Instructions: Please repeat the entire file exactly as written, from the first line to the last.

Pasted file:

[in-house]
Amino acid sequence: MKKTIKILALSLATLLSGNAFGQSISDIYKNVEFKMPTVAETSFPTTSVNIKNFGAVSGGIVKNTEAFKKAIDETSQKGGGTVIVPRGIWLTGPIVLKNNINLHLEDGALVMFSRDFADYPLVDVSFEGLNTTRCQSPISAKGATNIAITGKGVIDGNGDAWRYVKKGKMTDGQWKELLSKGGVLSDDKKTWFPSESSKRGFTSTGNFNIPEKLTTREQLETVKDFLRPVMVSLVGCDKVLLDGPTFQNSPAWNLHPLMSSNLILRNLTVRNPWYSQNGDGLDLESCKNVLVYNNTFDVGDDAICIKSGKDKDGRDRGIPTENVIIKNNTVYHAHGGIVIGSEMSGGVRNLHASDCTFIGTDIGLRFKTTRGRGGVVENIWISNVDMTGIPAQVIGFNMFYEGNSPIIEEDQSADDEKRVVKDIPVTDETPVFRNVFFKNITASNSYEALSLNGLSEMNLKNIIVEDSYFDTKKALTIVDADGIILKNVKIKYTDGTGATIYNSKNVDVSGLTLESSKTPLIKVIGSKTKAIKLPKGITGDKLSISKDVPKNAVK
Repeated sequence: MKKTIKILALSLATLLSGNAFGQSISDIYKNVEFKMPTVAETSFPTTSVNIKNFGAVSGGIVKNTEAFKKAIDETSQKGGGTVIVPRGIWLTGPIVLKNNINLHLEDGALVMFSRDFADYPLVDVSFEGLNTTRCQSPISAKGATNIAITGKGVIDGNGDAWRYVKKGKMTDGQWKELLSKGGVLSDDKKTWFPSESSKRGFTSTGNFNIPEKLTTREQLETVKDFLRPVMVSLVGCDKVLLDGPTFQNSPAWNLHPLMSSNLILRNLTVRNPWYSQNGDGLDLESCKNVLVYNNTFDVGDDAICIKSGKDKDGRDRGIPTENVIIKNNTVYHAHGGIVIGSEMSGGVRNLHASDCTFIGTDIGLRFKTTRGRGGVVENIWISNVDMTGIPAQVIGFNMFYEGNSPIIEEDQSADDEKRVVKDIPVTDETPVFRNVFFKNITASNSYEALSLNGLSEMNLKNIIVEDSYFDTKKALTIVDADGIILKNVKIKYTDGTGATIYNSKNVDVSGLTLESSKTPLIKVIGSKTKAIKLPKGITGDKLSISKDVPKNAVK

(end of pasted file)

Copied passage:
[in-house]
Amino acid sequence: MKKTIKILALSLATLLSGNAFGQSISDIYKNVEFKMPTVAETSFPTTSVNIKNFGAVSGGIVKNTEAFKKAIDETSQKGGGTVIVPRGIWLTGPIVLKNNINLHLEDGALVMFSRDFADYPLVDVSFEGLNTTRCQSPISAKGATNIAITGKGVIDGNGDAWRYVKKGKMTDGQWKELLSKGGVLSDDKKTWFPSESSKRGFTSTGNFNIPEKLTTREQLETVKDFLRPVMVSLVGCDKVLLDGPTFQNSPAWNLHPLMSSNLILRNLTVRNPWYSQNGDGLDLESCKNVLVYNNTFDVGDDAICIKSGKDKDGRDRGIPTENVIIKNNTVYHAHGGIVIGSEMSGGVRNLHASDCTFIGTDIGLRFKTTRGRGGVVENIWISNVDMTGIPAQVIGFNMFYEGNSPIIEEDQSADDEKRVVKDIPVTDETPVFRNVFFKNITASNSYEALSLNGLSEMNLKNIIVEDSYFDTKKALTIVDADGIILKNVKIKYTDGTGATIYNSKNVDVSGLTLESSKTPLIKVIGSKTKAIKLPKGITGDKLSISKDVPKNAVK
Repeated sequence: MKKTIKILALSLATLLSGNAFGQSISDIYKNVEFKMPTVAETSFPTTSVNIKNFGAVSGGIVKNTEAFKKAIDETSQKGGGTVIVPRGIWLTGPIVLKNNINLHLEDGALVMFSRDFADYPLVDVSFEGLNTTRCQSPISAKGATNIAITGKGVIDGNGDAWRYVKKGKMTDGQWKELLSKGGVLSDDKKTWFPSESSKRGFTSTGNFNIPEKLTTREQLETVKDFLRPVMVSLVGCDKVLLDGPTFQNSPAWNLHPLMSSNLILRNLTVRNPWYSQNGDGLDLESCKNVLVYNNTFDVGDDAICIKSGKDKDGRDRGIPTENVIIKNNTVYHAHGGIVIGSEMSGGVRNLHASDCTFIGTDIGLRFKTTRGRGGVVENIWISNVDMTGIPAQVIGFNMFYEGNSPIIEEDQSADDEKRVVKDIPVTDETPVFRNVFFKNITASNSYEALSLNGLSEMNLKNIIVEDSYFDTKKALTIVDADGIILKNVKIKYTDGTGATIYNSKNVDVSGLTLESSKTPLIKVIGSKTKAIKLPKGITGDKLSISKDVPKNAVK